PREMISE OF THE CRISIS
In 1975 to 1977, Indonesia invaded East Timor, annexing them as a part of the Republic of Indonesia. Throughout Indonesian occupation, there was ongoing political and sometimes violent oppression of the East Timorese, eventually culminating in the Dili Massacre in 1991. This incident triggered mass protests in East Timor, and caused the US, Portugal, and some other Western nations to cut off military and economic ties with Indonesia. However, these efforts were for the most part futile, as many countries, including neighboring Australia, had extensive economic ties with Indonesia and were unwilling to jeopardize diplomatic relations. However, after the Asian Economic Crisis in 1997, the Suharto regime fell and was replaced by Habibie as Prime Minister in 1998. This prompted a change in Australian foreign policy, and led Australia to call for a referendum for East Timorese independence. The Habibie government was pressured to hold a referendum in 1999, and with the presence of the United Nations Mission in East Timor (UNAMET), the election resulted in a landslide vote for independence. However, the Indonesian government did not accept the results of the referendum, and violence ensued on part the Indonesian military and the pro-integration militias in East Timor.
Basis of Conflict: The East Timorese Crisis started as an Indonesian attack on independence activists after the referendum, but spread throughout the country as the Indonesian army started supporting pro-integration militias in East Timor.
Regime Type: East Timor, at the time of the referendum and the consequent crisis, was annexed by the Republic of Indonesia, which was a military-led, authoritarian regime under Suharto in 1999.
Severity of Crisis: The Indonesia-led mass killings prior to 1999 resulted in casualties estimated to be around 100,000 to 300,000 deaths, and are now commonly referred to as an example of genocide in academic circles. After the widespread violence caused by the 1999 referendum, much of the country was destroyed, and more than 200,000 people were displaced.
Since the Dili Massacre of 1991, multiple intervention methods were used on part of the UN and Western nations, especially neighboring Australia. First, there was diplomatic pressure on Indonesia by Australia, Portugal, and other stakeholder nations to call for an independence referendum. UNAMET was deployed in 1998 to monitor the referendum for independence, but this mission was largely limited to policing and observation and did not have any capacity to stop and ensuing violence. After violence started growing, the UN Security Council decided to create INTERFET (International Force East Timor), and peacekeeping forces were deployed under the leadership of Australia.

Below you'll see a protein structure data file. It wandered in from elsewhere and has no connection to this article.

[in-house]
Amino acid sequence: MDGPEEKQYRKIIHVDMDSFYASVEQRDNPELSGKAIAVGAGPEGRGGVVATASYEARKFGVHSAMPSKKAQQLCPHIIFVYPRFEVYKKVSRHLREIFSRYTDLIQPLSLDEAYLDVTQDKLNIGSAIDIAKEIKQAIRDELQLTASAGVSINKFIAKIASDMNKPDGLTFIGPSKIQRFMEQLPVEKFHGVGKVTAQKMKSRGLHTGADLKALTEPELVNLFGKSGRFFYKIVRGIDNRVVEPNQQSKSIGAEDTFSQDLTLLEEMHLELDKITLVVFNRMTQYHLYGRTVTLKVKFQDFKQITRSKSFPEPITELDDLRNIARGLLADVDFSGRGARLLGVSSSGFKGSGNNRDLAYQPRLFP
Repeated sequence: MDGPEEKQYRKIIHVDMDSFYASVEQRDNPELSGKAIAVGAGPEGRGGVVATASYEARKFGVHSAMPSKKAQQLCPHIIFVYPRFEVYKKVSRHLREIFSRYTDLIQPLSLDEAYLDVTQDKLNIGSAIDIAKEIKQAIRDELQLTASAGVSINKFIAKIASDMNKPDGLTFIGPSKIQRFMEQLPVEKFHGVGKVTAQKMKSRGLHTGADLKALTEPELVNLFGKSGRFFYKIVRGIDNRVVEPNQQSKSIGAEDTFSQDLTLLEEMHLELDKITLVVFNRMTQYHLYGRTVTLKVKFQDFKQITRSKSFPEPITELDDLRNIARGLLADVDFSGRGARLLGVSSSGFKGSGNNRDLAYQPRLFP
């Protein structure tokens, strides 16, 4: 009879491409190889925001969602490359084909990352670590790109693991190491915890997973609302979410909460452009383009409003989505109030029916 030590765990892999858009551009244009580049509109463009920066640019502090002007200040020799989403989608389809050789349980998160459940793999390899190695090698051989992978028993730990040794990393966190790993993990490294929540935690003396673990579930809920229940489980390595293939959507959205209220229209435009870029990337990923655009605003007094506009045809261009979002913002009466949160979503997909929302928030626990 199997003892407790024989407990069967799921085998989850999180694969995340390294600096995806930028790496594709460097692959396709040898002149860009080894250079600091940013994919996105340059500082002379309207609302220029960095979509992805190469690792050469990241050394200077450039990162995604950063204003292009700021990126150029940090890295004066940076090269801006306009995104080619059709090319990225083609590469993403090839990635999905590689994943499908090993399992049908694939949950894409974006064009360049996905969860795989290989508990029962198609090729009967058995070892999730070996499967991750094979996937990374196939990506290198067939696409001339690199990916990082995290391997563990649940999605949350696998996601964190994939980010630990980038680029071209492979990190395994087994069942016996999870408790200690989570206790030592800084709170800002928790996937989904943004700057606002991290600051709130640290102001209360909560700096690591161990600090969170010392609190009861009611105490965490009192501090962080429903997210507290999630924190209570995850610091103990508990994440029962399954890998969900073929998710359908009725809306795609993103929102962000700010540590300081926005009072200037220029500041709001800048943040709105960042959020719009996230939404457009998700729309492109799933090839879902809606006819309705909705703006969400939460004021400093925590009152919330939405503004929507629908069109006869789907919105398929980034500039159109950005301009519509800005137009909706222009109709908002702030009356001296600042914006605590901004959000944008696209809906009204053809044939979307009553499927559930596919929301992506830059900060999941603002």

Shortly after allowing INTERFET’s intervention, Indonesia pulled their troops from East Timor, and from late 1999 to 2002, East Timor was governed by the United Nations Transitional Authority in East Timor (UNTAET). UNTAET functioned as an interim government, assisting the rebuilding of infrastructure and government institutions, while maintaining political stability in the region. East Timor declared itself a nation in May 2002, and held elections to vote Mari Alkatiri as Prime Minister and José Alezandre Gusmão as President. However, the lead up to the next election in April 2007 prompted another series of violent outbreaks, with assassination attempt on the newly elected José Ramos-Horta. This was followed by another set of interventions on part of the Australian army and the United Nations.
As can be seen from the conflicts in 2006, East Timor is far from being a politically stable country, despite several successful attempts at bringing temporary peace. Before consideration of events post-1991, East Timor is first a lesson on the necessities of humanitarian intervention. In 1975, when Indonesia annexed East Timor with much violence, very few nations were willing to sacrifice their diplomatic relations with Indonesia by condemning their actions. This eventually led to a more complicated and violent political turmoil, and the death of thousands in what is now labelled as one of the worst genocides in history. Concerning UNAMET, East Timor is an example of both the benefits and the shortcomings of election monitoring. UNAMET was able to secure a referendum in East Timor in 1998, in which a huge majority of East Timorese voted for independence. This was an important step in promoting democratic procedure and confirmed the East Timorese desire for independence. However, UNAMET was only a partial success in that its lack of ability to secure the aftermath of the election led to the outbreak of violence despite UN presence. This was also partially fueled by the Indonesian perception that UNAMET was biased towards the anti-integration East Timorese forces. As such, election monitoring is an effective method in state-building, but it has to be coupled with protective measures that will ensure security in the aftermath of an election or a referendum. Lastly, INTERFET is largely viewed as a rare success in military intervention, but this is in large part because military force was used with corresponding diplomatic measures; the Australian government was apt at using political pressure to coerce the Indonesian government to pull out of East Timor in 1999; this in turn led to a decreased necessity for INTERFET to use extensive violence. However, this case study once again shows the shortcomings of military intervention as well, as many critics point out that dependency on Australian security has led conflicts to resume in the 2007 elections.